During mitosis, the mitotic spindle uses microtubules (MT) plus mitotic motors to coordinate chromatid-to-pole motility (anaphase A) and spindle elongation (anaphase B).
The aim of the work described here is to provide a comprehensive molecular and quantitative explanation of anaphase B. The conceptual framework underlying the proposal is that spindle elongation depends on an interpolar (ip) MT sliding filament mechanism generated by homotetrameric kinesin-5 motors acting in concert with poleward ipMT flux, which acts as an "on-off" switch. We will explore a model in which the pre-anaphase B spindle is maintained at a steady state length by the balance between ipMT sliding and ipMT depolymerization at spindle poles, producing poleward flux. In response to cyclin B degradation at the end of anaphase A;(i) a MT catastrophe gradient causes ipMT plus ends to invade the overlap zone where outward ipMT sliding occurs;and (ii) ipMT minus end depolymerization ceases so flux is turned "off", tipping the balance of forces to allow outward ipMT sliding to push apart the spindle poles.
The specific aims are: 1. To continue our biochemical and structural analysis of the interactions between purified kinesin-5 and MTs, in order to improve our understanding of the sliding filament mechanism underlying anaphase B and its regulation;2. To determine how the network of MT polymerases, depolymerases, crosslinkers and sliding motors cooperate to create the MT catastrophe gradient and turn off poleward flux in response to cyclin B degradation;And 3. To analyze the dynamics and structural reorganization of spindle MTs, motors and MAPs associated with the transition from pre-anaphase B to anaphase B. This multidisciplinary project will utilize protein biochemistry and motility assays, in vivo imaging and electron microscopy, the genetic and biochemical manipulation of living cells, together with quantitative modeling.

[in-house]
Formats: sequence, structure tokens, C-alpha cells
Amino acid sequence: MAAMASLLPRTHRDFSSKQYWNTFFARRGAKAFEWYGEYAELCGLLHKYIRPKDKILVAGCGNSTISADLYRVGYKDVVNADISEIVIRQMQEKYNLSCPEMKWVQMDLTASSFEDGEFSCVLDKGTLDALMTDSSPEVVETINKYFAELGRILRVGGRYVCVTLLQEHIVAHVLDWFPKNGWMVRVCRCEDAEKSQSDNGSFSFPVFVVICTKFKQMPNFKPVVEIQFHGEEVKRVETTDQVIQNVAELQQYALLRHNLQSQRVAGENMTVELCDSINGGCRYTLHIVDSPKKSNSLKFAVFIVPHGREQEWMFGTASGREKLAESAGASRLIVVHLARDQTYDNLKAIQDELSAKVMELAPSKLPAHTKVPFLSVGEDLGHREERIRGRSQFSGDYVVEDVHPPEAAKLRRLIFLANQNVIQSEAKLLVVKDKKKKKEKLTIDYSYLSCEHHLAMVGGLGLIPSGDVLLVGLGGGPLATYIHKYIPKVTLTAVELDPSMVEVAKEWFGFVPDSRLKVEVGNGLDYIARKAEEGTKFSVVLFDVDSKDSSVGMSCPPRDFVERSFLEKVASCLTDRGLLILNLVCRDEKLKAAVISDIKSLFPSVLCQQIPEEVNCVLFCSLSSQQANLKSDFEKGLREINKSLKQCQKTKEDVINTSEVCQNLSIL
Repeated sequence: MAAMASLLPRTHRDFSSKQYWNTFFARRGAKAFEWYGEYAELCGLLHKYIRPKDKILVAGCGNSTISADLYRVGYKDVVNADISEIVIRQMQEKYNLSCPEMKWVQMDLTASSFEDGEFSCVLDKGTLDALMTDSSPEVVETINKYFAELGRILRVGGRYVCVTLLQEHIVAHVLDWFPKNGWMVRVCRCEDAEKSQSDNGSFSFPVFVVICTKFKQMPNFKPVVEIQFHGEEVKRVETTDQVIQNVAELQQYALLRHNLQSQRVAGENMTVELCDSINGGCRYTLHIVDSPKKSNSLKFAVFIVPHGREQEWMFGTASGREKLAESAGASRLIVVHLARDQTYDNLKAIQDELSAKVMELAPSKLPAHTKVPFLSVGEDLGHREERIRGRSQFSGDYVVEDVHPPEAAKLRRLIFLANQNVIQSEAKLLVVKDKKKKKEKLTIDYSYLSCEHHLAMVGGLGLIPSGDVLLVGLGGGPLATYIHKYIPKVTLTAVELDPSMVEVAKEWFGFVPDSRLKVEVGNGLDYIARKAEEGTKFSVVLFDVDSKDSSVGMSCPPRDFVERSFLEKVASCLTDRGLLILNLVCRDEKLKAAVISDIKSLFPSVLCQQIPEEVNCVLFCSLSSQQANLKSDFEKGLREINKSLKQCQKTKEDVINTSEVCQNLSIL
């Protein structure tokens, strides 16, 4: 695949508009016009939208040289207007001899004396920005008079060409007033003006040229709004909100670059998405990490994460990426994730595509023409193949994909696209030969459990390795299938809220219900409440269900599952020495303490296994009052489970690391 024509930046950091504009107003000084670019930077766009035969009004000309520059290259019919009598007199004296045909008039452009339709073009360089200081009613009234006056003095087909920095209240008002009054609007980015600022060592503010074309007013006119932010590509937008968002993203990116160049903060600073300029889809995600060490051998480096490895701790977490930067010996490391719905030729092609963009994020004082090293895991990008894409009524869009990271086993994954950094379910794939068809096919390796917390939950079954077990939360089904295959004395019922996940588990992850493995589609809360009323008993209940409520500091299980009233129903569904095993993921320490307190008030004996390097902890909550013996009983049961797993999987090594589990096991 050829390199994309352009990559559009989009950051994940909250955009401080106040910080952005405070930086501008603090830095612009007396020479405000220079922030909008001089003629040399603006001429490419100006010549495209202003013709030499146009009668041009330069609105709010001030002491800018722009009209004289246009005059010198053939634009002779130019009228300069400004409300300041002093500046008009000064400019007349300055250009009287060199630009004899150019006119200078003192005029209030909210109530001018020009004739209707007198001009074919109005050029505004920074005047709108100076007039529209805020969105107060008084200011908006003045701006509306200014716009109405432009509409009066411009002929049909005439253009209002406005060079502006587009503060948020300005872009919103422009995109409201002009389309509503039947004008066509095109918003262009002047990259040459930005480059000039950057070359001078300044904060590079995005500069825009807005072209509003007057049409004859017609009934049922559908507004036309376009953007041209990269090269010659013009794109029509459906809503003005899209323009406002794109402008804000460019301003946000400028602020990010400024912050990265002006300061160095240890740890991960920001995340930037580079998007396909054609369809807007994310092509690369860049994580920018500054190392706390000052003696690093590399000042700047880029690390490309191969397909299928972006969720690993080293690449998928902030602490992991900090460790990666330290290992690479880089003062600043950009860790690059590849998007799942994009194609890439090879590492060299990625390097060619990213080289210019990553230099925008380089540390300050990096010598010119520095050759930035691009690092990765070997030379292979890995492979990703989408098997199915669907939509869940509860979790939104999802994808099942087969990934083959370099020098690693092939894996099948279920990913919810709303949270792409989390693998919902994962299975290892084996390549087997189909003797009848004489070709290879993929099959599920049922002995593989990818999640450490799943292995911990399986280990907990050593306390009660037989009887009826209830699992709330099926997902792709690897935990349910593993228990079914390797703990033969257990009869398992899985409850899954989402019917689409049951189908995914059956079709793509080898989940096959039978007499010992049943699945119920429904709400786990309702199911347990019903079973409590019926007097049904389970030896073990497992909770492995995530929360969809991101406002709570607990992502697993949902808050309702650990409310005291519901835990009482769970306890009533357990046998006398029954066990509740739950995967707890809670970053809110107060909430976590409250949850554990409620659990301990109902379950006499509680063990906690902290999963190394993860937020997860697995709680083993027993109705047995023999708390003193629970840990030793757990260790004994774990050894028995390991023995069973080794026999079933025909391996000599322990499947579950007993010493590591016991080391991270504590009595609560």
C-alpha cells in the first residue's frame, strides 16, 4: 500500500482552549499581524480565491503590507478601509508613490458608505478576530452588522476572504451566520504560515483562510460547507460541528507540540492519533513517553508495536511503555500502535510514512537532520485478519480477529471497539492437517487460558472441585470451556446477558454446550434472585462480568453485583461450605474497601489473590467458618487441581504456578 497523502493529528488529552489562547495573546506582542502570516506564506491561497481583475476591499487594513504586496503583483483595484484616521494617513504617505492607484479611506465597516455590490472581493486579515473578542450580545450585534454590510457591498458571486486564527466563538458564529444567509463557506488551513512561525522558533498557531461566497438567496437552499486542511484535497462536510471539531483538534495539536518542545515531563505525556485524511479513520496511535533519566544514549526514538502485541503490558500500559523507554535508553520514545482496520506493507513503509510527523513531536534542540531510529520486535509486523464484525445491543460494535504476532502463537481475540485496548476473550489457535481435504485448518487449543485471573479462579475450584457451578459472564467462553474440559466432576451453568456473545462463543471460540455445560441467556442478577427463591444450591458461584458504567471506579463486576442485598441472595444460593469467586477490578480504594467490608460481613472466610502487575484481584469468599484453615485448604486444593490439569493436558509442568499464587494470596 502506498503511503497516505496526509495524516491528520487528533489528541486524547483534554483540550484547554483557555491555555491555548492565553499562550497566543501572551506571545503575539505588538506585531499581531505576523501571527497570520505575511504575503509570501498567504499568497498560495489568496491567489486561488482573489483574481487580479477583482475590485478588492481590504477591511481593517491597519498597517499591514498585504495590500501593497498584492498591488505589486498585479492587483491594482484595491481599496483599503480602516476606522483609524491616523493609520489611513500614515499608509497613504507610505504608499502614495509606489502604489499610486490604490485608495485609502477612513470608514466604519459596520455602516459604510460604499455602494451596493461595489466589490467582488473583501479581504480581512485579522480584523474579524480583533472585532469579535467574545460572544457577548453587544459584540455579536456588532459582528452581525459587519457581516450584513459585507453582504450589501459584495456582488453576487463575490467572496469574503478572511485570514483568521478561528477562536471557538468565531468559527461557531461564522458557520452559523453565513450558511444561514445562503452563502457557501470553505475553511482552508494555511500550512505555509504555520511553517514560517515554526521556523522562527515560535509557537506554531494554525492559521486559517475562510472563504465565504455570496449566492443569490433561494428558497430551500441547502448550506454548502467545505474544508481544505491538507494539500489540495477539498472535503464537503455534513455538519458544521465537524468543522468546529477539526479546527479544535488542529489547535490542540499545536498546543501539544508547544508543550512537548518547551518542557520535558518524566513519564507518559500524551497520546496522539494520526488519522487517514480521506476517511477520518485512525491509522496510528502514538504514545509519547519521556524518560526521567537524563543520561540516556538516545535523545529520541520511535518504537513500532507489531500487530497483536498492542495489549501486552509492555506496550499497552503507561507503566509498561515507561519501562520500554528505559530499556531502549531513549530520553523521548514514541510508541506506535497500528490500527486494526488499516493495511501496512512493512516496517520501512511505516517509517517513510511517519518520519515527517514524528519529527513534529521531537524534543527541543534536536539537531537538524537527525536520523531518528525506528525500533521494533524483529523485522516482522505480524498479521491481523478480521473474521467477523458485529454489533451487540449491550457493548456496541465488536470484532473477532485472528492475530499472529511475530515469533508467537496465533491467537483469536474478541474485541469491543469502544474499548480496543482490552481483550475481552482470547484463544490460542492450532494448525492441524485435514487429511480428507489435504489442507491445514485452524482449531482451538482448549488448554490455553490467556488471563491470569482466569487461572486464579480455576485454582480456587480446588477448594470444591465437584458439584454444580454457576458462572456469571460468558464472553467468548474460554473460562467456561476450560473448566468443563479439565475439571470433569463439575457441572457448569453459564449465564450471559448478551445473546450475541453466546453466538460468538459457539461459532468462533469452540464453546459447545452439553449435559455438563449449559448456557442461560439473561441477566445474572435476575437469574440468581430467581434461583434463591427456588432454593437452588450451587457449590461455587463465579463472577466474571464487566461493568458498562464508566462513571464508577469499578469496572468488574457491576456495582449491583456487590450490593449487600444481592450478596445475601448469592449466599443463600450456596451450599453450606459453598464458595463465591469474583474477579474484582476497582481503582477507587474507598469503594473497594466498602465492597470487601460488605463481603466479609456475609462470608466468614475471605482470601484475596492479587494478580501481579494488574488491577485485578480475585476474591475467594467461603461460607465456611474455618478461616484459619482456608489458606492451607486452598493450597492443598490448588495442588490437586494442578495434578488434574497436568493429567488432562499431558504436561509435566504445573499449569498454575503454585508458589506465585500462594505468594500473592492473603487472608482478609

We aim to learn how the anaphase spindle functions as a macromolecular machine to elongate itself and pull apart sister chromosomes, and thus to provide insights into how defects in its function can give rise to genomic instability, birth defects and cancer.

Public Health Relevance

This basic science research project is aimed at understanding the mechanism by which the mitotic spindle coordinates the accurate segregation of the genetic material, a fundamental process that underlies the propagation of all life on Earth. An improved understanding of the normal mechanisms of mitosis may illuminate defects in this process that lead to genomic instability, birth defects and cancer;and also may help us understand the changes in this process that occur in the asymmetric mitoses that underlie stem cell divisions. This, in turn, could lead to improvements in the treatment of mitosis-related diseases, e.g. through the use of inhibitors that target specific mitotic proteins as potential anti-cancer agents.

Agency
National Institute of Health (NIH)
Institute
National Institute of General Medical Sciences (NIGMS)
Type
Research Project (R01)
Project #
5R01GM055507-16
Application #
8499326
Study Section
Nuclear and Cytoplasmic Structure/Function and Dynamics Study Section (NCSD)
Program Officer
Deatherage, James F
Project Start
1997-07-01
Project End
2014-06-30
Budget Start
2013-07-01
Budget End
2014-06-30
Support Year
16
Fiscal Year
2013
Total Cost
$410,878
Indirect Cost
$144,074
Name
University of California Davis
Department
Anatomy/Cell Biology
Type
Schools of Medicine
DUNS #
047120084
City
Davis
State
CA
Country
United States
Zip Code
95618
Scholey, Jonathan M (2009) Kinesin-5 in Drosophila embryo mitosis: sliding filament or spindle matrix mechanism? Cell Motil Cytoskeleton 66:500-8
van den Wildenberg, Siet M J L; Tao, Li; Kapitein, Lukas C et al. (2008) The homotetrameric kinesin-5 KLP61F preferentially crosslinks microtubules into antiparallel orientations. Curr Biol 18:1860-4